It was the first game of the season for the finally healthy Joel Edmundson, pushing Chris Wideman to the sidelines for the contest. Edmundson paired with Arber Xhekaj and they had a solid game.
Edmundson returned after a long battle with a back injury. He played a regular shift, blocked shots, led rushes and had an outstanding night. Edmundson and the Canadiens fought hard, but lost on a Kyle Connor overtime winner.
There’s an old hockey saying that goes “you can’t find team success when only one line is scoring.” So far, the Canadiens are mocking that old saying.
The Canadiens have scored 30 goals this season, and their top line has 15 of the goals. Mostly, that’s Cole Caufield with seven goals, Nick Suzuki with six and Kirby Dach helping out with two. That is half of the goals this season, yet, overall, the team is finding success.
The Suzuki goal to open the scoring was the same two connecting again. Caufield got a nice up-ice pass from David Savard where he one-timed a cute little between the legs pass at the blue line to a streaking Suzuki. He beat the defenceman wide, protected the puck by widening his stance on the way by, then sublimely flicked it over the shoulder of the goaltender.
It was a high-talent goal for the Canadiens captain. In the second period, he followed it up by taking a pass from Caufield. His shot was stopped but Dach scored on the rebound.
Suzuki leads the team in scoring with 13 points. Caufield is only a single point back. Third is Dach with seven points. One line. One amazing line. If another line can help out a little bit, the Canadiens might just be much, much better than the pre-season forecasts.
Because in the long run, the old adage will prove to be true. One line can not get three goals per night, and it’s going to take three goals to win games. It just is not possible. If it were, you would hear about players with over 200 points in a season.
As it is though, 13 in 11 for Suzuki, 12 in 11 for Caufield – those are some remarkable totals at the end of the season.
I spent much of last season trying to learn the NHL rules on goaltender interference. I even had many conversations with two former NHL referees trying to finally get to the bottom of this huge hockey mystery.
The message sent to me by the two refs was basically quite simple and exactly the same: if the player is in the crease occupying space that is the goaltender’s, then the goal will be disallowed.
However, no matter how many times one views the second goal scored by the Jets Thursday night, Blake Wheeler is in the crease pushing on Sam Montembeault. Not only that, he is pushing Montembeault right out of his crease. That seems to be the only way to score on the hot Montembeault these days.
There are allowances if the player is pushed hard into the goalie and has no ability to extricate himself from the contact because of it. That is not the case on this play.
Head Coach Martin St. Louis seemed to agree with the two former NHL referees on the simple philosophy. If Montembeault is outside of his crease trying to make a save, it is likely that there will be no ruling in his favour. However, if he is in his own crease trying to stop the puck and is touched or impeded, then it will be the goalie who wins the decision.
It was ruled a goal. Somehow.
The Canadiens lost the challenge and then got a minor penalty also. Oh well, on to the next goaltender interference call that everyone has absolutely no idea how they came to their decision.
With the return of Joel Edmundson, the Canadiens brass had a difficult decision to make. They had to decide who would either go down to the minors, or who would be put on the waiver wire.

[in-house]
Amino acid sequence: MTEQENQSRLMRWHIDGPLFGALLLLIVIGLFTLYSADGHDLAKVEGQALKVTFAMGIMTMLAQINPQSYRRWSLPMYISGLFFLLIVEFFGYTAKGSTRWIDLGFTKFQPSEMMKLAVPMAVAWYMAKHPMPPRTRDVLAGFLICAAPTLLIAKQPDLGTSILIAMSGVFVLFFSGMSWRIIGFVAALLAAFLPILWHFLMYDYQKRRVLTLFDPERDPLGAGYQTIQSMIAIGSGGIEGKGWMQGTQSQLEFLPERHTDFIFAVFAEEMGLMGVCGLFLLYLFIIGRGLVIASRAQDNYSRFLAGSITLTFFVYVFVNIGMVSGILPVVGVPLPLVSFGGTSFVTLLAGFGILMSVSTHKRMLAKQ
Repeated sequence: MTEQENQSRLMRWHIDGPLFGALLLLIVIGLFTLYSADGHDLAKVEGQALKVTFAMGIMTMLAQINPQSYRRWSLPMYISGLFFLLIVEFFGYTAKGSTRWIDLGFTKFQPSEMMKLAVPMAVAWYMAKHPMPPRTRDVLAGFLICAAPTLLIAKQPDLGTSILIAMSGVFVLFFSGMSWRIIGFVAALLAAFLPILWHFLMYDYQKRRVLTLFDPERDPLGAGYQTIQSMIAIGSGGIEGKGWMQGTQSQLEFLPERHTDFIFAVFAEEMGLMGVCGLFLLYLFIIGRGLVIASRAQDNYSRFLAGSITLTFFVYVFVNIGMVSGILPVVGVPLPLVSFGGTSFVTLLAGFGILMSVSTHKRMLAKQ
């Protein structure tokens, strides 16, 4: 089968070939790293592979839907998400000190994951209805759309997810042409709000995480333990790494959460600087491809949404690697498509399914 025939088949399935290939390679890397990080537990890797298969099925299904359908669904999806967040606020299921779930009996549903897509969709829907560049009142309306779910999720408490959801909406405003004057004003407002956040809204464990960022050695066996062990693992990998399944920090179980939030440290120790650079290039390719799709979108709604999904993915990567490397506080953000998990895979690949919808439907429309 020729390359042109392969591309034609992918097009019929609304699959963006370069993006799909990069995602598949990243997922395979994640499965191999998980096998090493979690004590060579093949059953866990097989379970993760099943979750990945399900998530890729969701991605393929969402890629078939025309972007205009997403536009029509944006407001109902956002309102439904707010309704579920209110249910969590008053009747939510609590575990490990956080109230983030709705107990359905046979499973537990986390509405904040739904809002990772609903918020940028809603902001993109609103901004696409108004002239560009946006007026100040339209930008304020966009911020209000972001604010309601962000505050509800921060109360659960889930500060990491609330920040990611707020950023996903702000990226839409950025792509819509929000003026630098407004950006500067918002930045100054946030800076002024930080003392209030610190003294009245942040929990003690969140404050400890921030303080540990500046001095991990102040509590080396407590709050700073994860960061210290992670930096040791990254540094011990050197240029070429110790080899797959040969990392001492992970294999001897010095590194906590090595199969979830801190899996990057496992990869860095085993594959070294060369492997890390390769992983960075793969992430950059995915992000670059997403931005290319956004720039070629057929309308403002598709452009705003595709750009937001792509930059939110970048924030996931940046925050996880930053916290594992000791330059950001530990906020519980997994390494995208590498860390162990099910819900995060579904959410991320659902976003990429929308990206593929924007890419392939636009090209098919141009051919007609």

It was a difficult choice. If they moved someone like Arber Xhekaj to Laval, it would send the wrong message considering he has been playing strong hockey. If they sent someone to the waiver wire, they would lose a player.
Neither of the options was attractive at all. They chose instead a third option that no one was contemplating. They found a sick player with a mysterious ailment and they put him on the injured reserve list.
Even though Evgenii Dadonov was practicing the last couple of days and seemed to be in good health, he was put on IR with a virus. Obviously, it’s difficult to nail down just how bad this virus is that allows him to practice, but that’s what they’re going with, and you have to give them credit for the creativity.
The only drawback is now the NHL has to figure out how to close the loophole in the middle of a long-running collective bargaining agreement.
Dadonov will likely be on this injured reserve list with this virus until someone gets injured down the lineup allowing Dadonov to feel better. That’s the supposition anyway. It’s difficult to nail down exactly how this is working, and that’s just fine for the Canadiens. They have no trouble with the mystery.
Perhaps, it is only a short term solution to a longer term issue. Mike Matheson will also return to the lineup at some point creating another difficult decision for Kent Hughes and Jeff Gorton.
The truth is, in the long history of the Canadiens, what usually happens here is a different player gets injured, and a difficult decision doesn’t even have to be made. This happened to Marc Bergevin often in the last decade. In those instances, you could actually see the injury happen on the ice; not a player practicing with good energy in the morning and put on the injured list in the afternoon. That’s hockey.
In the long run, Dadonov needs to play better, so Montreal has some return value for him at the trading deadline. No one would give the Canadiens a draft choice from any round at this moment. If you can’t find a fourth-line roster spot on the Canadiens, it’s highly unlikely you can find a spot on the Boston Bruins, Edmonton Oilers or any other club headed to the playoffs.
Stay tuned. This could get interesting.
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